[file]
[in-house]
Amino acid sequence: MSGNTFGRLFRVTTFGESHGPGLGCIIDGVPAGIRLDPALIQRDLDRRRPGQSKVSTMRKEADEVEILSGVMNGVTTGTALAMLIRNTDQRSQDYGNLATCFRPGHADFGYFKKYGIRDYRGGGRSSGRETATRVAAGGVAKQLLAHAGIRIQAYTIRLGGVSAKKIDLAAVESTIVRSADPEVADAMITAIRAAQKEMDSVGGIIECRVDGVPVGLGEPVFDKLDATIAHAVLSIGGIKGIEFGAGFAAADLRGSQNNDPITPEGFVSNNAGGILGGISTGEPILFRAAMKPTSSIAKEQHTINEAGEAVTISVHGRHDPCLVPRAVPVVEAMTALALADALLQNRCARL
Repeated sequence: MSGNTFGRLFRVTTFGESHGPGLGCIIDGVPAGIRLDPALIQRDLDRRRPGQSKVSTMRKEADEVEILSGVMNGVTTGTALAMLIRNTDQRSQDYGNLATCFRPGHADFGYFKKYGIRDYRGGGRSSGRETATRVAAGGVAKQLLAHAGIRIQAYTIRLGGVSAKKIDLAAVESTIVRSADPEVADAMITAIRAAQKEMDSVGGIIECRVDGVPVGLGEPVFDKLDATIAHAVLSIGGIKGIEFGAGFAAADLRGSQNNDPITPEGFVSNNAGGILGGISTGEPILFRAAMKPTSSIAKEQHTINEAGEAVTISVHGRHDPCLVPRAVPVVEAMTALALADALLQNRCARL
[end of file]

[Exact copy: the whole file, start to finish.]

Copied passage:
[in-house]
Amino acid sequence: MSGNTFGRLFRVTTFGESHGPGLGCIIDGVPAGIRLDPALIQRDLDRRRPGQSKVSTMRKEADEVEILSGVMNGVTTGTALAMLIRNTDQRSQDYGNLATCFRPGHADFGYFKKYGIRDYRGGGRSSGRETATRVAAGGVAKQLLAHAGIRIQAYTIRLGGVSAKKIDLAAVESTIVRSADPEVADAMITAIRAAQKEMDSVGGIIECRVDGVPVGLGEPVFDKLDATIAHAVLSIGGIKGIEFGAGFAAADLRGSQNNDPITPEGFVSNNAGGILGGISTGEPILFRAAMKPTSSIAKEQHTINEAGEAVTISVHGRHDPCLVPRAVPVVEAMTALALADALLQNRCARL
Repeated sequence: MSGNTFGRLFRVTTFGESHGPGLGCIIDGVPAGIRLDPALIQRDLDRRRPGQSKVSTMRKEADEVEILSGVMNGVTTGTALAMLIRNTDQRSQDYGNLATCFRPGHADFGYFKKYGIRDYRGGGRSSGRETATRVAAGGVAKQLLAHAGIRIQAYTIRLGGVSAKKIDLAAVESTIVRSADPEVADAMITAIRAAQKEMDSVGGIIECRVDGVPVGLGEPVFDKLDATIAHAVLSIGGIKGIEFGAGFAAADLRGSQNNDPITPEGFVSNNAGGILGGISTGEPILFRAAMKPTSSIAKEQHTINEAGEAVTISVHGRHDPCLVPRAVPVVEAMTALALADALLQNRCARL